January 29


There are many animals in the Arctic that have a thick layer of fat (blubber) to help them survive the frigid temperatures. The blubber acts as an insulator. Kindergarten scientists investigated how blubber works. They placed one hand in icy water with just a Ziploc bag to protect their hand. In the other bag was a layer of Crisco shortening (blubber). When they plunged the insulated hand in the water, it remained warm.

Category: Science | LEAVE A COMMENT
January 26

Centripetal Force

I told my fourth grade astronomers that when I think of space, I think of force, motion, energy, and balance. Centripetal force is the force that keeps an object moving in a circular path. Satellites in orbit around a planet is an example of this force, but there are many examples in everyday life. We performed several investigations to see this force in action. Friction and gravity were also at play.

Watch here.

Watch here.











Watch here.

Category: Science | LEAVE A COMMENT
January 26


My daughter lives in Detroit. She captured this snowflake as it hit her car window. All snowflakes, which are made from ice crystals, have six sides. Each snowflake is unique.

Scientists of all ages will enjoy cutting their own snowflakes on this fun site:  Click here.

Category: Science | LEAVE A COMMENT
January 25


Remember those trays of snow we made in first grade? We left the trays out and the water we used to make the super-absorbent polymer expand is evaporating.  Reusable snow!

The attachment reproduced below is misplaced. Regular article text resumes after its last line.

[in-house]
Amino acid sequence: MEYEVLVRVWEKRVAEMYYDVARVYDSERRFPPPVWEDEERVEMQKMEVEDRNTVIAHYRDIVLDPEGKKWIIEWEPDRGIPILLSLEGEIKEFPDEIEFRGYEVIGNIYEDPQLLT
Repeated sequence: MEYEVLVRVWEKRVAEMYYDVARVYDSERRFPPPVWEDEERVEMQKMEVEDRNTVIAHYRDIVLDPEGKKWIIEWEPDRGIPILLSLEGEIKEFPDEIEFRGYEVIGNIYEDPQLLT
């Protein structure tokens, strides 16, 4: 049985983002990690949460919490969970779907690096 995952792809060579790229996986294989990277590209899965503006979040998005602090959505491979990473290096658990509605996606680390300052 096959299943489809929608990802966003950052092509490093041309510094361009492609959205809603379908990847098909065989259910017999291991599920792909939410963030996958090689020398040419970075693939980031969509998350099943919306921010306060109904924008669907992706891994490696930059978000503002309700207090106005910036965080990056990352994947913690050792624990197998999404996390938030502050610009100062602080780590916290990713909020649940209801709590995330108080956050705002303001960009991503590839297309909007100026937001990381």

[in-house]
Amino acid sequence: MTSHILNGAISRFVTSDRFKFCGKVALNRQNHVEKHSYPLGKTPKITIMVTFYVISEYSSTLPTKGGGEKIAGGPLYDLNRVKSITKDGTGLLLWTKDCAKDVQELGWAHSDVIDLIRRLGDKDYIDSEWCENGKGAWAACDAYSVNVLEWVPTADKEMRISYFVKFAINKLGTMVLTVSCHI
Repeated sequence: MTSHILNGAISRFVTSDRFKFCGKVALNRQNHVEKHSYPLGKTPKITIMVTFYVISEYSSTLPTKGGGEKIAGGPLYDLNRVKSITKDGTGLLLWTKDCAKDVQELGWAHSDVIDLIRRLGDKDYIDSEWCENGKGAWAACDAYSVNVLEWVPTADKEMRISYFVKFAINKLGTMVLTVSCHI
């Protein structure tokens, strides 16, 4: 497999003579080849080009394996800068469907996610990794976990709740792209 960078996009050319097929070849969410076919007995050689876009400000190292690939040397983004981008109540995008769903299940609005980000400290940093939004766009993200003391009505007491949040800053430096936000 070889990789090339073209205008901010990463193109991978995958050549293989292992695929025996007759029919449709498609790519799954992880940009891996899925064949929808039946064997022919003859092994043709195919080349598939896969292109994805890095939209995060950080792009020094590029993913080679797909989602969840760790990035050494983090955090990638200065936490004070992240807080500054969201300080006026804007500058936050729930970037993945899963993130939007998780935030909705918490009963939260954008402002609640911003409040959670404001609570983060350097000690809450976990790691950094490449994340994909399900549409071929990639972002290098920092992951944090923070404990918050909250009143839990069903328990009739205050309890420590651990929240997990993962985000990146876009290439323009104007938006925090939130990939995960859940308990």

Category: Science | LEAVE A COMMENT
January 20


When I plan science units for each grade level, I use a multi-disciplinary approach. Science is integrated with the other subject areas, includng art, music, social studies, reading, writing, technology, and math. Kindergarten and Pre-First classes have been studying Antarctica. After reading Tacky the penguin stories, the children had a Tacky Day and dressed like characters from the story. Tacky is a penguin that doesn’t follow the crowd!


January 6


Engineers use science and math to design solutions to problems. First grade engineers were given 30 toothpicks and marshmallows and then I asked them to design the tallest tower possible that could stand on its own. We looked at photos of real towers for inspiration.  Before we started, the children also reviewed solid shapes.  I asked them to determine which shapes were the strongest as they worked.  This was a challenging task with great opportunities for problem solving.

January 1


We have taken an annual Christmas trip with my daughter since she was in high school. This year we went to Park City, Utah. Although it was unusually warm and rainy in Atlanta, the weather in Park City was cold and snowy!  So grateful for this time together and for all the memories we created.

He says to the snow, ‘Fall on the earth,’ and to the rain shower, ‘Be a mighty downpour.’
Job:  37:6